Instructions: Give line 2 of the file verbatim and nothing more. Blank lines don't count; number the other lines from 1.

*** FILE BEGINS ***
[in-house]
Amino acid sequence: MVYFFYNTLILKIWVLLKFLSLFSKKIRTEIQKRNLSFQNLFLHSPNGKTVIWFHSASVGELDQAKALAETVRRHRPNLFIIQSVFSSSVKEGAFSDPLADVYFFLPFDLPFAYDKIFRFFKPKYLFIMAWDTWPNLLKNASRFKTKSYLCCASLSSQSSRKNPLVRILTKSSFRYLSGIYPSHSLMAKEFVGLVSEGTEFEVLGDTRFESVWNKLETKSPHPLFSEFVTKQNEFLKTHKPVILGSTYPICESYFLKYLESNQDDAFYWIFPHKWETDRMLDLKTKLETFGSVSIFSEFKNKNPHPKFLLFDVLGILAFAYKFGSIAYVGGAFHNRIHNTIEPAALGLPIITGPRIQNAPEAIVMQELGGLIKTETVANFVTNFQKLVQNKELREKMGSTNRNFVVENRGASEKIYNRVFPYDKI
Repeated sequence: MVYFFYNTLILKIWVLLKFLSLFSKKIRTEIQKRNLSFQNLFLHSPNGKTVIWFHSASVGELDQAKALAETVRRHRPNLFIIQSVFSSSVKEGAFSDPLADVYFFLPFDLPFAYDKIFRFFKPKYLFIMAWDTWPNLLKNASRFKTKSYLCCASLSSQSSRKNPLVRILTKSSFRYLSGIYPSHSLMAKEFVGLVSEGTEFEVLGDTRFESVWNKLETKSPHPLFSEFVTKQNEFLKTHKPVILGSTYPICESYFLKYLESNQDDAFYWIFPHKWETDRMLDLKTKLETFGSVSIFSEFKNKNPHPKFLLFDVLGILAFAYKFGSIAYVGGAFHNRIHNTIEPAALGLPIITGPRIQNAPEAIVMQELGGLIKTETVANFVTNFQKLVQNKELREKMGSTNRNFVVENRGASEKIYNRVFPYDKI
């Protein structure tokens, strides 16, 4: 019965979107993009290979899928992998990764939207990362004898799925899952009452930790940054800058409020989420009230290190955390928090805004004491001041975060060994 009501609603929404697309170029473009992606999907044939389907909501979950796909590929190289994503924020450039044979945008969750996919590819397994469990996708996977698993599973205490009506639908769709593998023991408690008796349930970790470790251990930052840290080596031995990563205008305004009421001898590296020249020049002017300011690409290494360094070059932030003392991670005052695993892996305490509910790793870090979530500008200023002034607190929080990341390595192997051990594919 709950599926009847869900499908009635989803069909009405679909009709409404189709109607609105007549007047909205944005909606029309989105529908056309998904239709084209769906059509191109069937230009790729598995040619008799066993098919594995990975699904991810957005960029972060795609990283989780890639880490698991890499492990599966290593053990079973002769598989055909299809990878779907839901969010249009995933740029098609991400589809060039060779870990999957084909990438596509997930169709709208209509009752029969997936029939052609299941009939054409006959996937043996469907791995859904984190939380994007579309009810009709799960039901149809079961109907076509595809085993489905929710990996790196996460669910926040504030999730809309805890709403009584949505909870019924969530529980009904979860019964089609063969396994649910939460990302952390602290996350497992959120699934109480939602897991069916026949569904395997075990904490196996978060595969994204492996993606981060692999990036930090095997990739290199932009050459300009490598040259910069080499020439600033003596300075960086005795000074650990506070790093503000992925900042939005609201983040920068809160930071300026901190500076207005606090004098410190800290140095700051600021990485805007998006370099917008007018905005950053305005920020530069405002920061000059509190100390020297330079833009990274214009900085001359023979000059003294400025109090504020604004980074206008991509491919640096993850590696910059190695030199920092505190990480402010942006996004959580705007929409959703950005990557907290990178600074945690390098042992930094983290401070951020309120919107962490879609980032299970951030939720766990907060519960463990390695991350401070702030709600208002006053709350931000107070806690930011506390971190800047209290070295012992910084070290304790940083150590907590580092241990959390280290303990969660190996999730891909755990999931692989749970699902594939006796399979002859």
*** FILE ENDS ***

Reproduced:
Amino acid sequence: MVYFFYNTLILKIWVLLKFLSLFSKKIRTEIQKRNLSFQNLFLHSPNGKTVIWFHSASVGELDQAKALAETVRRHRPNLFIIQSVFSSSVKEGAFSDPLADVYFFLPFDLPFAYDKIFRFFKPKYLFIMAWDTWPNLLKNASRFKTKSYLCCASLSSQSSRKNPLVRILTKSSFRYLSGIYPSHSLMAKEFVGLVSEGTEFEVLGDTRFESVWNKLETKSPHPLFSEFVTKQNEFLKTHKPVILGSTYPICESYFLKYLESNQDDAFYWIFPHKWETDRMLDLKTKLETFGSVSIFSEFKNKNPHPKFLLFDVLGILAFAYKFGSIAYVGGAFHNRIHNTIEPAALGLPIITGPRIQNAPEAIVMQELGGLIKTETVANFVTNFQKLVQNKELREKMGSTNRNFVVENRGASEKIYNRVFPYDKI